'For Charmian Clift, Greece was the Promised Land. In 1954 she and her husband, George Johnston, abandoned their sophisticated London existence and set off with two new typewriters and two small children to start a new life.
'In Mermaid Singing - written during the first miraculous year of discovery - she records the family's adaptation to the primitive sponge-diving island of Kalymnos.
'Peel Me a Lotus continues the exploration as Clift and Johnson buy a house on the island of Hydra, in the middle of the summer tourist trail. Clift's writing about Greece was undervalued at the time of first publication, because she wrote from a women's point of view and recorded the intimate details of daily life. It is exactly this quality which enables this classic to appeal to a new generation of readers.' (Publication summary)
'Taking the Flowery Bed Back to Australia' : The Repatriation of Charmian Clift and George JohnstonTanya Dalziell,
2016single work criticism — Appears in:
Australian Literary Studies,1 Junevol.
32016;'Since coming to national attention in the immediate post-World War II years Charmian Clift and George Johnston have remained an enigmatic and almost ‘mythical’ Australian literary couple. At the heart of their shared biographies is the near-decade they spent on the Aegean island of Hydra between 1955 and 1964 where they were at the centre of an international community of writers and artists, and their eventual repatriation to Australia when their years abroad culminated in the triumphant publication of Johnston’s classic novel My Brother Jack. This paper examines aspects of these years on Hydra, exploring the co-dependent but often difficult relationship the Clift and Johnston shared with other expatriates at the same time as their own marriage endured many crises amid the struggle to write fiction of lasting importance.'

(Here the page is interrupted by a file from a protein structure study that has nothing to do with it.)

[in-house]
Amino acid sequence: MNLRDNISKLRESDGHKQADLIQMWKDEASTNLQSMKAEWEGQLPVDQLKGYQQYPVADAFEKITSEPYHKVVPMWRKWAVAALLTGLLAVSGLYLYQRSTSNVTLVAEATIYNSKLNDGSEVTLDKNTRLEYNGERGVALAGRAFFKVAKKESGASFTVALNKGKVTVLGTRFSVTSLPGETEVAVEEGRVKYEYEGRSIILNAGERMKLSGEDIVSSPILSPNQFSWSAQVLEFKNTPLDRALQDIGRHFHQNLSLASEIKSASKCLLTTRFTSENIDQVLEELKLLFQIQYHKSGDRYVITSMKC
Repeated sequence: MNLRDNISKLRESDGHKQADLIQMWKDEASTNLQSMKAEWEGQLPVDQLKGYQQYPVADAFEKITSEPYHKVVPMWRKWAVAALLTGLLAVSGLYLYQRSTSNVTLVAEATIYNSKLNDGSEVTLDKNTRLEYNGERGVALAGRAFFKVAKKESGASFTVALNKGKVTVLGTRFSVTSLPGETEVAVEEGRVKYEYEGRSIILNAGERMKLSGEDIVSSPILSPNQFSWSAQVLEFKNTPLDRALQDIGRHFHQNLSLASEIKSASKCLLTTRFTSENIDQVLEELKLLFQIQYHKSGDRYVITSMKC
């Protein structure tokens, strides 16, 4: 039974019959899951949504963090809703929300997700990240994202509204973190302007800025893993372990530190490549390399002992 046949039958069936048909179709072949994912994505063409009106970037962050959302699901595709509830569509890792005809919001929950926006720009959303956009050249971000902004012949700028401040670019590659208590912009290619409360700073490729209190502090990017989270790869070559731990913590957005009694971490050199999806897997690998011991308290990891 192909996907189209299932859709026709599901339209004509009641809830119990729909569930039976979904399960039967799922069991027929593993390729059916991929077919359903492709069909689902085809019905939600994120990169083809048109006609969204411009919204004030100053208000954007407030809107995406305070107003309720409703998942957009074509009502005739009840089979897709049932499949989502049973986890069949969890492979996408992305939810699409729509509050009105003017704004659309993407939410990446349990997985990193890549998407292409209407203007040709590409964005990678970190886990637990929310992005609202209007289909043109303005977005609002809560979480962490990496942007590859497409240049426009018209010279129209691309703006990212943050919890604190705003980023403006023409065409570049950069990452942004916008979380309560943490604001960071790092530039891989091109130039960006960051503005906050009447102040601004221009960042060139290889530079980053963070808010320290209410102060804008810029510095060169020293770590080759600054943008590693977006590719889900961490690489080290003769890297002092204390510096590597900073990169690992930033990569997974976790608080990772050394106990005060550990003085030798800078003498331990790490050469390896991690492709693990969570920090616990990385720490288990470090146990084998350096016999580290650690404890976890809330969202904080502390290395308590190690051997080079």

Australians in Aspic : Picturing Charmian Clift's and George Johnston's ExpatriationTanya Dalziell,
2015single work criticism — Appears in:
32015;'This paper considers how the expatriation of Australian authors Charmian Clift and George Johnston on the Greek island of Hydra has been represented photographically in a recently uncovered archive of over 1500 images. The photographs were taken by Life Magazine staff photographer James Burke in the summer of 1960. The analysis of the photographs is juxtaposed at key points with text from Clift's memoir Peel Me a Lotus, and the discussion focuses on the way the interplay between image and text produces supportive and/or contested representations of this particular experience of Australian literary expatriation.' (Publication abstract)